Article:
Signature plan

Signature Plan: Connecting Organizations: Private, Fiscal and Technology-Driven Relations in a Sustainable Society

In this Signature Plan, we investigate how new models and strategies of organizing business and economic activities (e.g. platforms, networks, blockchains) are regulated by the law and whether that regulation needs rethinking in the light of modern society, in which sustainability, technology and servitization become ever more dominant drivers of change.
Existing legal frameworks, including rules stemming from contract law, company law, insolvency law, labour law, (intellectual) property law, tax law, and/or tort law, may not sit well with these developments. Accordingly, they can impede innovation.
However, the legitimate interests that these legal frameworks safeguard (e.g. social rights for consumers and workers) may require updating or new interpretation of the underpinning rules in order to ensure continued protection.

Leading questions for this signature plan involve: 

  1. How do technology and sustainability objectives inform modern organizational arrangements?
  2. What, from a legal perspective, are the characteristics, advantages and drawbacks of these arrangements?
  3. What rules (or rule design) are needed to protect the legitimate interests and control negative externalities concerned with these arrangements?

Themes 

The research questions are addressed in relation to three analytically distinct, yet overlapping themes: 

Sustainability

This theme investigates how a sustainable society can be supported by cooperative activities between organizations and actors that establish long-term value creation and corporate social responsible behavior.[1]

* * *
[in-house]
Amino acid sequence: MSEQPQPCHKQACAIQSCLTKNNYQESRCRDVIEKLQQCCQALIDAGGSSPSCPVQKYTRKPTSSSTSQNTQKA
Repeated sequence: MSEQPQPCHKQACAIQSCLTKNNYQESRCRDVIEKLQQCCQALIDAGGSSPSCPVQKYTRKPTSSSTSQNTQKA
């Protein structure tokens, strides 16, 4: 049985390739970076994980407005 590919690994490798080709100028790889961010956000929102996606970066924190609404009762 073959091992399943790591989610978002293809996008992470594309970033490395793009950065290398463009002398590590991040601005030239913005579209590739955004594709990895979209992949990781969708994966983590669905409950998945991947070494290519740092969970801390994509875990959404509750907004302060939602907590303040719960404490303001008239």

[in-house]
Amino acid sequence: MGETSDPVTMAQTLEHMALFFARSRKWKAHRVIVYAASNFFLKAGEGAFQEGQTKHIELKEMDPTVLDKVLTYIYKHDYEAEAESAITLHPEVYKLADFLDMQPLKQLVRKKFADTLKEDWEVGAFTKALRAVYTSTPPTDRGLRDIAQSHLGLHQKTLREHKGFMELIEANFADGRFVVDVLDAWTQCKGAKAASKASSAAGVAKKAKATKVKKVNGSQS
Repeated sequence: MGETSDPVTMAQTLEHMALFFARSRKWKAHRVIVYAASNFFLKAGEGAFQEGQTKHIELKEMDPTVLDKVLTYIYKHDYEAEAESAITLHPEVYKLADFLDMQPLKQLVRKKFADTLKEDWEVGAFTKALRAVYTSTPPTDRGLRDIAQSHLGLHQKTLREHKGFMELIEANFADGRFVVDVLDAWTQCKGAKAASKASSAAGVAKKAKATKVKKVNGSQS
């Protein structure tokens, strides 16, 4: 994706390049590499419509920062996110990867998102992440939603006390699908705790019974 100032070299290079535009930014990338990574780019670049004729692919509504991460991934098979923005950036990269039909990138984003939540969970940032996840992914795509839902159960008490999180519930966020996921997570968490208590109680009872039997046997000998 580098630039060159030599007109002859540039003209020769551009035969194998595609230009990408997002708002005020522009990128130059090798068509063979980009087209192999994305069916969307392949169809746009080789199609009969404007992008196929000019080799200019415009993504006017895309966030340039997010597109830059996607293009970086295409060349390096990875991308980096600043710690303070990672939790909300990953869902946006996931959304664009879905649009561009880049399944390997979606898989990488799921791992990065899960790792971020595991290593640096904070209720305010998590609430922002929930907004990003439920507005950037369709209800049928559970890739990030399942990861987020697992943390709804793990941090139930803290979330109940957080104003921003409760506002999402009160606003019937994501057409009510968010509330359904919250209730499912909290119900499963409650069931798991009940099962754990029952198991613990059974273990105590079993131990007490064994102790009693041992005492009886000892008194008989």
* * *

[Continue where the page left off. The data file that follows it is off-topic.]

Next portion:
The law can enable these actors to be appropriately motivated, organized and equipped. New sustainable cooperative and governance models can contribute to sustainability, also with the help of new technological instruments, but also needs to protect legitimate interests and control negative externalities resulting from these new phenomena.

Research topics and related KPIs (see under V.) include inter alia:  

  • Involvement and engagement of different actors (including shareholders, employees and other stakeholders) in public and private businesses to enhance sustainability; 

  • Sustainability, social rights and contractual remedies;  

  • Sustainability (including circularity) in global value chains.  

[1] Today, also other terms like ‘Corporate sustainability’ and ‘Environmental, Social and Governance (ESG) issues are used. It is broader than environmental sustainability, also including for instance sustainable (tax) governance, social issues and non-financial reporting standards.  

Servitization

Servitization concerns the offering of services instead of or combined with the sale of products. It gains prominence as a business model and is promoted to further sustainability goals.